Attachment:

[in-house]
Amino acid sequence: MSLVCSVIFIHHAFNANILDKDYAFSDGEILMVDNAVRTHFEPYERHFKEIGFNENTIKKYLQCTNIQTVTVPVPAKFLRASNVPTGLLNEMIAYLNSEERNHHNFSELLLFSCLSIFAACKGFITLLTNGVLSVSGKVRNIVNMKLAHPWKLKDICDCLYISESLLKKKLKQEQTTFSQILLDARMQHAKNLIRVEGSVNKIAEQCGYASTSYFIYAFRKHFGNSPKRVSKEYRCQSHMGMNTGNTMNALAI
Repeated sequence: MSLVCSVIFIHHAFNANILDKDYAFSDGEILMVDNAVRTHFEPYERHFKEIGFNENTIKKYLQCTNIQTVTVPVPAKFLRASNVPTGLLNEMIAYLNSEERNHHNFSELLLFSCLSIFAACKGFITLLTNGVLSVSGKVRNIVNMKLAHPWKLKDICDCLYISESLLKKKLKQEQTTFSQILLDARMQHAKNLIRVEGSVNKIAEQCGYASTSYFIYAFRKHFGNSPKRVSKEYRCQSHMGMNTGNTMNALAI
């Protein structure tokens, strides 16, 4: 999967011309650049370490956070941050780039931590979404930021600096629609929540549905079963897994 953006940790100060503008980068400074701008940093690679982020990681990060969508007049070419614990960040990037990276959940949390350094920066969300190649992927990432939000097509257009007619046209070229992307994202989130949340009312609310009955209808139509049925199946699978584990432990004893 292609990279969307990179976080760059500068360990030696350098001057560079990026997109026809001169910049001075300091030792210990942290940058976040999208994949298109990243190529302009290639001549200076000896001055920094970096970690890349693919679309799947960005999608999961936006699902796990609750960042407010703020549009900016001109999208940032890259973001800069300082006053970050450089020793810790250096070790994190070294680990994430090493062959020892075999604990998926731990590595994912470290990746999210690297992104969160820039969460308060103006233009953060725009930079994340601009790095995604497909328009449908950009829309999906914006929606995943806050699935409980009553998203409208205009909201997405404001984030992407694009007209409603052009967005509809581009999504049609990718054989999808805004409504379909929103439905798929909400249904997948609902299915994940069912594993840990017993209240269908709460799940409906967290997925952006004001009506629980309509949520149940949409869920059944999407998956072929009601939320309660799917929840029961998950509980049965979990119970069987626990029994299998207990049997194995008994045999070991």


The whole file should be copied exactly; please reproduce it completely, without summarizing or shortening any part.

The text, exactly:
[in-house]
Amino acid sequence: MSLVCSVIFIHHAFNANILDKDYAFSDGEILMVDNAVRTHFEPYERHFKEIGFNENTIKKYLQCTNIQTVTVPVPAKFLRASNVPTGLLNEMIAYLNSEERNHHNFSELLLFSCLSIFAACKGFITLLTNGVLSVSGKVRNIVNMKLAHPWKLKDICDCLYISESLLKKKLKQEQTTFSQILLDARMQHAKNLIRVEGSVNKIAEQCGYASTSYFIYAFRKHFGNSPKRVSKEYRCQSHMGMNTGNTMNALAI
Repeated sequence: MSLVCSVIFIHHAFNANILDKDYAFSDGEILMVDNAVRTHFEPYERHFKEIGFNENTIKKYLQCTNIQTVTVPVPAKFLRASNVPTGLLNEMIAYLNSEERNHHNFSELLLFSCLSIFAACKGFITLLTNGVLSVSGKVRNIVNMKLAHPWKLKDICDCLYISESLLKKKLKQEQTTFSQILLDARMQHAKNLIRVEGSVNKIAEQCGYASTSYFIYAFRKHFGNSPKRVSKEYRCQSHMGMNTGNTMNALAI
């Protein structure tokens, strides 16, 4: 999967011309650049370490956070941050780039931590979404930021600096629609929540549905079963897994 953006940790100060503008980068400074701008940093690679982020990681990060969508007049070419614990960040990037990276959940949390350094920066969300190649992927990432939000097509257009007619046209070229992307994202989130949340009312609310009955209808139509049925199946699978584990432990004893 292609990279969307990179976080760059500068360990030696350098001057560079990026997109026809001169910049001075300091030792210990942290940058976040999208994949298109990243190529302009290639001549200076000896001055920094970096970690890349693919679309799947960005999608999961936006699902796990609750960042407010703020549009900016001109999208940032890259973001800069300082006053970050450089020793810790250096070790994190070294680990994430090493062959020892075999604990998926731990590595994912470290990746999210690297992104969160820039969460308060103006233009953060725009930079994340601009790095995604497909328009449908950009829309999906914006929606995943806050699935409980009553998203409208205009909201997405404001984030992407694009007209409603052009967005509809581009999504049609990718054989999808805004409504379909929103439905798929909400249904997948609902299915994940069912594993840990017993209240269908709460799940409906967290997925952006004001009506629980309509949520149940949409869920059944999407998956072929009601939320309660799917929840029961998950509980049965979990119970069987626990029994299998207990049997194995008994045999070991």